In a groundbreaking move, the National Basketball Association (NBA) is set to allow its players to endorse and invest in cannabis companies. This decision comes as part of the new seven-year collective bargaining agreement, which also aims to remove marijuana from the league’s banned substances list and eliminate drug testing requirements.
This progressive stance on cannabis endorsement and investment sets the NBA apart from other professional sports leagues. Major League Baseball (MLB), for example, announced last year that teams could sell sponsorships to CBD businesses, but the NBA’s policy appears to be more comprehensive.
NBA Commissioner Adam Silver suggested possibly making temporary cannabis policies permanent in 2020. The league initially suspended marijuana testing when players competed in a quarantined “bubble” in Orlando due to the coronavirus pandemic. Silver emphasized that the focus would shift toward players exhibiting signs of problematic dependency rather than those using marijuana casually.
Shams Charania of The Athletic and Stadium reported that the new Collective Bargaining Agreement will no longer prohibit NBA players from using marijuana. The NBA and the National Basketball Players Association (NBPA) announced a tentative agreement on Saturday, with details to be released once a term sheet is finalized.
Michele Roberts, a former head of the NBPA, previously predicted a formal policy change on the horizon. In 2021, NBA star Kevin Durant partnered with online marijuana marketplace Weedmaps to destigmatize cannabis and highlight its potential value for athlete wellness and recovery.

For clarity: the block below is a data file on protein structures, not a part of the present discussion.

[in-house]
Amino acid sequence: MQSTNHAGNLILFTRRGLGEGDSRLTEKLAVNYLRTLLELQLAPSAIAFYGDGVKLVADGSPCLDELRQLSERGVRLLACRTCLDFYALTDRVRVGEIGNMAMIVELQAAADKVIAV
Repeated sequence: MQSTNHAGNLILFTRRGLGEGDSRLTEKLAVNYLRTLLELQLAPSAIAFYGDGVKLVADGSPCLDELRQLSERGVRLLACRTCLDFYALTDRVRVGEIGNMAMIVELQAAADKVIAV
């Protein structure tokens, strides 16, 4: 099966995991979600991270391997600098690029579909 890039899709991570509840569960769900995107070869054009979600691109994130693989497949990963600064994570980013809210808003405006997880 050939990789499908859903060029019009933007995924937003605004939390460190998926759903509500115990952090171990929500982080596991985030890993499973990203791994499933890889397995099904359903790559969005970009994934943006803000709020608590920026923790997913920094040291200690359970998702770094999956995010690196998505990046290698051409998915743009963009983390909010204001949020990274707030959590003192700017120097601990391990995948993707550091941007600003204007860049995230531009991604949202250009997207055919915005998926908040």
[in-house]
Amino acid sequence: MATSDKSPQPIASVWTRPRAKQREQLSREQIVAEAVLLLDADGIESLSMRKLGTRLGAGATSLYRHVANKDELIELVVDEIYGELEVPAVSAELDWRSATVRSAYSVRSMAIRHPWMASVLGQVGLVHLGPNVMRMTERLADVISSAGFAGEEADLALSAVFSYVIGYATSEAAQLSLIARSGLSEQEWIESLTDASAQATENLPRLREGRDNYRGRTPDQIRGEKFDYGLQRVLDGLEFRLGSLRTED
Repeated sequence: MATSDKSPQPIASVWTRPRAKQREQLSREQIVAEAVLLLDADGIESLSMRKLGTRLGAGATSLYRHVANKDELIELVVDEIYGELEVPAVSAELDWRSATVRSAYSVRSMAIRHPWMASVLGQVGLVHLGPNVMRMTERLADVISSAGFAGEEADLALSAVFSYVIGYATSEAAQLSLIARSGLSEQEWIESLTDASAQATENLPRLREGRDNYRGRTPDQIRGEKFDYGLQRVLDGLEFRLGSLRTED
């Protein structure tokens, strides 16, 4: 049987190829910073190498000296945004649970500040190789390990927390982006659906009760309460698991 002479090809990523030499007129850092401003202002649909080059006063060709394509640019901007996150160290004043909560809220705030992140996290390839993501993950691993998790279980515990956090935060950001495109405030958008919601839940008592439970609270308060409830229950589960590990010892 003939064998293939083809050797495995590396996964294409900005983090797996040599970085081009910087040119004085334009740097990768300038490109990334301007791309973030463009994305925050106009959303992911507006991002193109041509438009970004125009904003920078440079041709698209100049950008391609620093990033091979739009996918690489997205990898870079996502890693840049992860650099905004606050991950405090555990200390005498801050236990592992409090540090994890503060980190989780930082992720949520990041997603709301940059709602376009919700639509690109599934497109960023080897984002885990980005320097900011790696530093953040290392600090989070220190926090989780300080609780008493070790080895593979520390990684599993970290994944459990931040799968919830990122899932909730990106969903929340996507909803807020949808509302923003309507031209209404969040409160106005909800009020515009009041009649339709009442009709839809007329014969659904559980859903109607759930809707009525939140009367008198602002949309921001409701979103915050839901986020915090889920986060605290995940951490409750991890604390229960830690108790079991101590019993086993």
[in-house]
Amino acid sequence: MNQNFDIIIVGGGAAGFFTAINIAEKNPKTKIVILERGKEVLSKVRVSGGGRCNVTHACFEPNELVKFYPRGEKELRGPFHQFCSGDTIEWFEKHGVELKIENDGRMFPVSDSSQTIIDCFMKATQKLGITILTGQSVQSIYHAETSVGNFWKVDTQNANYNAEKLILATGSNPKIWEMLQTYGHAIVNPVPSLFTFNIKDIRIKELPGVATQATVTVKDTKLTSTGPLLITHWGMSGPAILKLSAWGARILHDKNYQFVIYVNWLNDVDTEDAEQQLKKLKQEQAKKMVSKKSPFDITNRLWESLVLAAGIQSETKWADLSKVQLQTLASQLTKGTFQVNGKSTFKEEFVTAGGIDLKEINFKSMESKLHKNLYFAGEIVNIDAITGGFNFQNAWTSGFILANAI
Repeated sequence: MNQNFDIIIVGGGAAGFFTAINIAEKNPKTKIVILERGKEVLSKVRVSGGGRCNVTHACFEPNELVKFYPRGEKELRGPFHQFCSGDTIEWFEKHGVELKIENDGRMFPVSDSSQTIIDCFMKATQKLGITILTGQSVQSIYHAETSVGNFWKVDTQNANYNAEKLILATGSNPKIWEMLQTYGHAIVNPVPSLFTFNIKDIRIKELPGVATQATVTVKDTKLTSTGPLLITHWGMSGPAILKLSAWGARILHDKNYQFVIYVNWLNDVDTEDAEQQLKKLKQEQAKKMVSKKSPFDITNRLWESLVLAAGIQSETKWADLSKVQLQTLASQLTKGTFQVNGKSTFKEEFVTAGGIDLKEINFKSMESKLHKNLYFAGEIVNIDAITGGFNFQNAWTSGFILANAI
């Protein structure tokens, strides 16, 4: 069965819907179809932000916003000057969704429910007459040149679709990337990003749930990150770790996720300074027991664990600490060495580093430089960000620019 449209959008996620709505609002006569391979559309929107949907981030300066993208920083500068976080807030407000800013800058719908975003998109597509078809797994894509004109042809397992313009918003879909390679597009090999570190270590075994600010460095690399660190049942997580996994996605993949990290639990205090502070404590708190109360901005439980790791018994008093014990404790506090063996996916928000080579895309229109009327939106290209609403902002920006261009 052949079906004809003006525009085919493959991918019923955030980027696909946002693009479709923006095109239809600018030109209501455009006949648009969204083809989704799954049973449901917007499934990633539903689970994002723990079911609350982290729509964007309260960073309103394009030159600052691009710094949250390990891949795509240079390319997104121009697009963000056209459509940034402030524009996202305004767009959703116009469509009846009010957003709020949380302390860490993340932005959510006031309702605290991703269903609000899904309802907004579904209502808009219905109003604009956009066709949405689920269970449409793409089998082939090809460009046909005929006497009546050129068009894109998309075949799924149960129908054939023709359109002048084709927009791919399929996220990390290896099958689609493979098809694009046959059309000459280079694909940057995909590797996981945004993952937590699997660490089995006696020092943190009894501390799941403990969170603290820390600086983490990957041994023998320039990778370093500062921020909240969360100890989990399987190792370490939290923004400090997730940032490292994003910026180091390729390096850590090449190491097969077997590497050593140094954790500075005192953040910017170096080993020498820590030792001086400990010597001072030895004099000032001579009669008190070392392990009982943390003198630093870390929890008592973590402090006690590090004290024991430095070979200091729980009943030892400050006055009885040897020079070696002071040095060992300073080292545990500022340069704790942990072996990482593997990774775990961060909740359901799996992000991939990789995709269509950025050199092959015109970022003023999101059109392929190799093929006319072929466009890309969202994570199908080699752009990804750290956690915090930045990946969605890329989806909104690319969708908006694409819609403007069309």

The NBA’s decision comes amid an ongoing national conversation about cannabis testing policies for athletes. Sha’Carri Richardson’s suspension from the Olympics due to a positive THC test sparked international debate, prompting President Joe Biden to weigh in on the issue. The relationship between cannabis and sports surfaced as well as a topic of discussion, as seen in the recent detention of US basketball player Brittney Griner in Russia over THC vapes.
Despite this discussion, the World Anti-Doping Agency (WADA) opted to keep marijuana on its list of banned substances for international athletes, claiming that its use “violates the spirit of sport”. However, other professional sports leagues, such as the MLB and UFC, have relaxed their rules around cannabis as the substance becomes increasingly accepted for medical applications.
The MLB, for instance, clarified in a 2020 memo that players would not be punished for using cannabis outside work, though personal sponsorships or investments in the marijuana industry remain prohibited. In 2019, the league removed cannabis from its list of banned substances, eliminating fines and mandatory treatment for players who tested positive for THC.
Similarly, the NFL changed its drug testing policy in 2020 as part of a collective bargaining agreement. Players no longer face game suspensions for positive drug tests, including marijuana, and are instead subject to fines. The threshold for a positive THC test was also increased under this agreement.
Several athletic governance bodies have also recently relaxed rules around cannabinoids as laws evolve and medical applications gain wider acceptance. This includes the NCAA, which recommended rule changes to prevent student-athletes from automatically losing their eligibility following a positive marijuana test.
Cannabis advocate Snoop Dogg has argued that sports leagues should allow players to use marijuana as an alternative to prescription opioids. As the debate around cannabis and sports continues, the NBA’s groundbreaking decision may pave the way for more progressive policies in other professional sports leagues.